For me personally, my household is a long way from even considering a financial advisor. However, I will keep this link handy for the future. I have a mountain of debt from grad school, a car note, and less than a month of expenses saved – its painfully obvious the work that lies before us in fact I obsess about it.

Guy G.
Guy G.
10 years ago

Very interesting concept.
It kind of reminds me of BNI – Business Networking International. The difference is that instead of a variety of different industries being represented, you have a variety of different advisors from one industry – financial.

Looking at the chart and some of the 6 basic questions, I’m glad to see that they offer tips on budgeting and managing debt as well as investment advice. Nothing worse than looking to trim up the family budget and only being able to find information about investing in a ROTH IRA.

Good Review

Melinda Hancock
Melinda Hancock
10 years ago

I’m familiar with http://www.myFinancialAdvice.com. You have to go through a multiple step process in order to get an advice from on of the advisors. I prefer a 1 step solution for a Financial Plan offered by http://www.peoplesfinancialadvisor.com. Their service is available 7X24, their advisors are NAPFA registered, fee-only, CFPs. They interview you on-line and deliver the report on-line. They offer a free Financial Assessment and a Financial Plan for $99.

Kent @ The Financial Philosopher
Kent @ The Financial Philosopher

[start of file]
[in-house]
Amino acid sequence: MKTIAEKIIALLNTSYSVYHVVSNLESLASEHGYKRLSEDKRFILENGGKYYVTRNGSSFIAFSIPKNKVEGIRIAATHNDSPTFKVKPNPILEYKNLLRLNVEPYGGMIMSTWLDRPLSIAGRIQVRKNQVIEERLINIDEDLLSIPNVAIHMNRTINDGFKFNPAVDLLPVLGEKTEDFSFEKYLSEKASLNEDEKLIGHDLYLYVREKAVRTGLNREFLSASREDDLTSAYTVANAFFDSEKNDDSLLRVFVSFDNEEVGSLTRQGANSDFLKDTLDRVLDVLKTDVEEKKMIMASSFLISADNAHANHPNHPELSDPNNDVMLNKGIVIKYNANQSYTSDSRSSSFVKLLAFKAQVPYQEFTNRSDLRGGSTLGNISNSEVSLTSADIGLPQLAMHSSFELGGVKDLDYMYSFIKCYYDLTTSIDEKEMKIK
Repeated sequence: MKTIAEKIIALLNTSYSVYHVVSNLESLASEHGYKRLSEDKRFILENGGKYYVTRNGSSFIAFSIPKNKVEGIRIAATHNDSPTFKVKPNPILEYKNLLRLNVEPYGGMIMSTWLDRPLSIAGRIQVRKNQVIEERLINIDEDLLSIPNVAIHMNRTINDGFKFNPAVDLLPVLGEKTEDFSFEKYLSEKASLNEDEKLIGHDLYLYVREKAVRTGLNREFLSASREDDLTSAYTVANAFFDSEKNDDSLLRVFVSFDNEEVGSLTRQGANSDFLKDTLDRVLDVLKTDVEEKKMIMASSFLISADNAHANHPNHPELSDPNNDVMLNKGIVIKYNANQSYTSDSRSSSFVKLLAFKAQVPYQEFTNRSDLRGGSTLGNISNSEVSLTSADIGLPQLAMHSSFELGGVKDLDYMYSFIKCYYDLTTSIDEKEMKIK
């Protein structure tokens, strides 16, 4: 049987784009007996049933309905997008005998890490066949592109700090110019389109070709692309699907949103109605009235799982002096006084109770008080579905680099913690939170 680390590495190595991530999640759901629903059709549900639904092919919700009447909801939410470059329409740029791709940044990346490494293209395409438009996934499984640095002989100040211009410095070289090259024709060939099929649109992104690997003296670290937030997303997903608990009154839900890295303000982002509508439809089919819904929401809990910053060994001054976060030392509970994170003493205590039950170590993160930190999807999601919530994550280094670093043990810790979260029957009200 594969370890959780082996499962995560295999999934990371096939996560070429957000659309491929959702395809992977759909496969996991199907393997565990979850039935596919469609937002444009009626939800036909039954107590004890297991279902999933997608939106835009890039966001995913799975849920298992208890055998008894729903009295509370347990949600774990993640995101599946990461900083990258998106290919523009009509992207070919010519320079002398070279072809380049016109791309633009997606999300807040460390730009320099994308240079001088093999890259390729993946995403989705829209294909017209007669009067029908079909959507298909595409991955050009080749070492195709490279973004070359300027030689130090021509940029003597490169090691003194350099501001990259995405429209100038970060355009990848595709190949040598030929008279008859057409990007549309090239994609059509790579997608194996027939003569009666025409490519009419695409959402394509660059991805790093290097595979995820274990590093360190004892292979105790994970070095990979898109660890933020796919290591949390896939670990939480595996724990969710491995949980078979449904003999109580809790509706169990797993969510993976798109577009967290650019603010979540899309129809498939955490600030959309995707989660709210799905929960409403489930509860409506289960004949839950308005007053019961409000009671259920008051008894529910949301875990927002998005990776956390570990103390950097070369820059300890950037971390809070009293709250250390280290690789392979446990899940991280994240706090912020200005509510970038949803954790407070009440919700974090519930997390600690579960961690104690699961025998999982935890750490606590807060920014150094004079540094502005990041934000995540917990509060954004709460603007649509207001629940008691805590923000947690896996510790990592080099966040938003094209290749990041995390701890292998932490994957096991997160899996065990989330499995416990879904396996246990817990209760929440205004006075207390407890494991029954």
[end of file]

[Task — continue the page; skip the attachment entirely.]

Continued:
10 years ago

I should disclose first that I am a fee-only CFP and Registered Investment Advisor. I spent 10 minutes looking at myFinancialAdvice.com and came away with these initial thoughts: 1. The user can’t search for an advisor in a particular city — it’s only by state. 2. I found a typo within the first 10 words of the first advisor’s profile I reviewed. I’m sorry, but an eye for detail is required for good financial planning. 3. The Ethics page made no mention of “fiduciary standard of care,” which essentially means an advisor must place the client’s best interests ahead of… Read more »

Budgeting in the Fun Stuff
Budgeting in the Fun Stuff
10 years ago

We haven’t looked into getting a financial adviser…is it really something most people need?

I occasionally ask for advice on my site and search for specific answers to questions, but I hadn’t seriously thought about hiring an adviser…

Rosa
Rosa
10 years ago

Kent, those are good points. The main reason we haven’t gone to a financial advisor yet is that we can’t find one close to home. I prefer to bike or take the bus so I’m really not going to go out to the suburbs.